Union demands meeting with Home Secretary over Bibby barge fire safety fears
The firefighters’ union has called for an urgent meeting with the Home Secretary over safety concerns raised about a giant barge due to house migrants.
The Fire Brigades Union (FBU) said it has written to Suella Braverman asking to discuss fears about overcrowding and access to fire exits on the Bibby Stockholm.
It followed reports of the union’s assistant general secretary Ben Selby warning firefighters believe the vessel is a “potential deathtrap” – a comment later dismissed by Energy Secretary Grant Shapps.
In the letter, Mr Selby said: “Firefighting operations on vessels such as the Bibby Stockholm provide significant challenges and require specialist training and safe systems of work. The diminished safety provisions only exacerbate our operational concerns.
“The FBU has expressed concerns about plans to exempt accommodation provided by the Home Office for asylum seekers from needing an HMO (house in multiple occupation) licence. We are concerned about the risks on a large floating structure used to accommodate asylum seekers in long-term housing and would expect the risk assessment to recommend substantial prevention and control measures to tackle overcrowding, access to fire exits and other safety matters on the vessel.
“The FBU seeks an urgent meeting with you and your officials to discuss these matters. We have substantial expertise, including from earlier disasters such as the Grenfell Tower fire and the subsequent public inquiry. We are concerned above all to prevent another tragedy and to guarantee public safety.”
A Home Office spokesperson said on Wednesday evening: “The Bibby Stockholm is being readied for the arrival of the first asylum seekers and will comply with all appropriate regulations. The vessel will adhere to all relevant health and safety standards, including over fire risk and to suggest otherwise is wrong.
“This is part of the Government’s plan to reduce the use of expensive hotels and offer alternative accommodation that is more manageable and better value for communities, just like our European neighbours are already doing.
“We continue to work closely with Dorset and Portland councils, as well as the local NHS and police services, to manage any impact in Portland, including providing substantial funding to local services, to address the local community’s concerns.”
Earlier on Wednesday, Mr Selby told Sky News the union’s main concern is the number of people due to live on the barge, which was initially designed to accommodate around 200 but could now house 500.
But Mr Shapps insisted on ITV’s Good Morning Britain: “It certainly won’t be a deathtrap.
“This actual ship was previously used by Germany to house migrants, there’s no reason why it wouldn’t be absolutely safe. Ships are used to transport people all the time and there’s no inherent reason why that (not being safe) would be the case.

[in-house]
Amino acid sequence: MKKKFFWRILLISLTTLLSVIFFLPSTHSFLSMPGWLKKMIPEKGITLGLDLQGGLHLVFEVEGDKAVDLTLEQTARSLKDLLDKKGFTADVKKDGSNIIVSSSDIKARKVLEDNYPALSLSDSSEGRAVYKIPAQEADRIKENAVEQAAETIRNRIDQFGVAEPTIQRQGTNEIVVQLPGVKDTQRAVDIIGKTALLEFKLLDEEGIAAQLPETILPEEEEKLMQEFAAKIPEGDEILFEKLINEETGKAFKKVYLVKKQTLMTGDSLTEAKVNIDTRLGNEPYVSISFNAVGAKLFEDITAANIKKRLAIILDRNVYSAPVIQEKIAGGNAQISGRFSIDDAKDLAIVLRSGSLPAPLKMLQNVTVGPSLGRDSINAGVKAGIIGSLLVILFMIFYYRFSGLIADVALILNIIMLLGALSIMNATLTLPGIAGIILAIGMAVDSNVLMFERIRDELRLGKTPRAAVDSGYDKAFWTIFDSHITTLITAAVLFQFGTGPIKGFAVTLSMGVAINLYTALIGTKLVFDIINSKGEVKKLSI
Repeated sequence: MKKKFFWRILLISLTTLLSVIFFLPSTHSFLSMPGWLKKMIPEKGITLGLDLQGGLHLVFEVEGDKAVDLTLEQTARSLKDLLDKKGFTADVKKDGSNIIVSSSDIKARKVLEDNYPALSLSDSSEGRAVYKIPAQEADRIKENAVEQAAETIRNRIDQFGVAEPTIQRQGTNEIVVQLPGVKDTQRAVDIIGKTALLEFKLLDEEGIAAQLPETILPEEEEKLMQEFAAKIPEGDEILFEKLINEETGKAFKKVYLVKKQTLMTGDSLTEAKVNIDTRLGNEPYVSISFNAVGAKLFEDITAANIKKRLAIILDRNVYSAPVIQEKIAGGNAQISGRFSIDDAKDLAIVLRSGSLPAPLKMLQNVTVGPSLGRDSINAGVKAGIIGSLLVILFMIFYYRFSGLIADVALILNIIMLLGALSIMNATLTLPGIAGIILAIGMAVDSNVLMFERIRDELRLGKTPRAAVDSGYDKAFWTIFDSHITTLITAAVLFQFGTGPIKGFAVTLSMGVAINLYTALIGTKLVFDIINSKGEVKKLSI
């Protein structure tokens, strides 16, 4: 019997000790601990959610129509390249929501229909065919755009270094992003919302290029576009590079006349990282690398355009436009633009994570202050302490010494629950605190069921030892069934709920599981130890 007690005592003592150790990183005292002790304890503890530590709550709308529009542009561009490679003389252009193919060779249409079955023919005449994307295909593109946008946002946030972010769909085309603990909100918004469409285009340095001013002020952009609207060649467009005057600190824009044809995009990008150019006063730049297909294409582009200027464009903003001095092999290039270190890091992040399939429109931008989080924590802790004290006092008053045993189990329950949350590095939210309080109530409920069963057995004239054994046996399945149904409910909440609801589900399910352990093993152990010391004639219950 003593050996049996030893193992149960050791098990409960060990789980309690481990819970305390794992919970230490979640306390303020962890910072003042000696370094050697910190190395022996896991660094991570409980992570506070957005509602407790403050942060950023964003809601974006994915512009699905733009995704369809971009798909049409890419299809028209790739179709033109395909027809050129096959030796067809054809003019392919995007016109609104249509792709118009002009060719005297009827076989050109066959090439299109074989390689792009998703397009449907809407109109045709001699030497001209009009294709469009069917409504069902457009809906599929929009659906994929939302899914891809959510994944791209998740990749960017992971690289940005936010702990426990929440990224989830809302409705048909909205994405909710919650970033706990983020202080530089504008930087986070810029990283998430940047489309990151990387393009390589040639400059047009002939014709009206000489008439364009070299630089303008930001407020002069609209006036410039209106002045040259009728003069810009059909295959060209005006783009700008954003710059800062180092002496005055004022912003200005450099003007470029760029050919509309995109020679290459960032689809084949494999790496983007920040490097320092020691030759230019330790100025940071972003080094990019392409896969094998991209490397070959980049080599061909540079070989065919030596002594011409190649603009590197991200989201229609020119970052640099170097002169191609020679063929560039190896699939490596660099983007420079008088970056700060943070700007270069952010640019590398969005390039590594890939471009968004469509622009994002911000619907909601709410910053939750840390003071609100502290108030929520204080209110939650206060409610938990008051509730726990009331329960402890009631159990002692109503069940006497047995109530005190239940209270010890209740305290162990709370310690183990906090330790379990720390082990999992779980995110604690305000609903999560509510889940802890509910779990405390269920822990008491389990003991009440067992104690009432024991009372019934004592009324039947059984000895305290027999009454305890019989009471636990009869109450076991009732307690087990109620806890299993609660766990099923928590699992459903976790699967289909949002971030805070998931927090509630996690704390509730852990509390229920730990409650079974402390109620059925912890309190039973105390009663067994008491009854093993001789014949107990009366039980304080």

“That’s actually why these final safety checks are being carried out.”
The plans to move migrants on to the barge, docked in Portland on the Dorset coast, have been beset by delays, with Government sources now suggesting the first arrivals may not be on board until next week.
Staff were seen carrying provisions on to the vessel on Wednesday morning.
Pictures showed a food delivery being unloaded from a Bidfood wholesaler truck, suggesting final preparations ahead of the arrivals are under way.
Steve Smith, chief executive of refugee support charity Care4Calais, told PA he fears housing migrants on the barge is an “accident waiting to happen” amid fire safety concerns.
Mayor of Portland Carralyn Parkes criticised the plans and described them as “cruel” while raising concerns about the impact the move could have on the island’s infrastructure and services.
Asked if asylum seekers will be housed on the barge next week, Prime Minister Rishi Sunak told LBC’s Nick Ferrari: “The Bibby Stockholm will be in operation as soon as it’s passed all the checks and regulations – as soon as possible – that’s the key thing.”
Questioned on why Bibby Stockholm has been “such a shambles”, Mr Sunak replied: “It hasn’t. The point here is not is it next week, is it yesterday, the fact is this is an example of me doing something different that hasn’t been done before to help solve a serious problem.”
Highlighting the sweeping asylum reforms made law under the Illegal Migration Act and claiming there are “lots of people who are lined up to try and stop me” in his bid to curb Channel crossings, he added: “We’re making a difference, I’m going to keep going on this… I’m going to throw everything at it.”
Pressed on when the Government will stop Channel crossings, the Prime Minister said: “It can’t be soon enough.”
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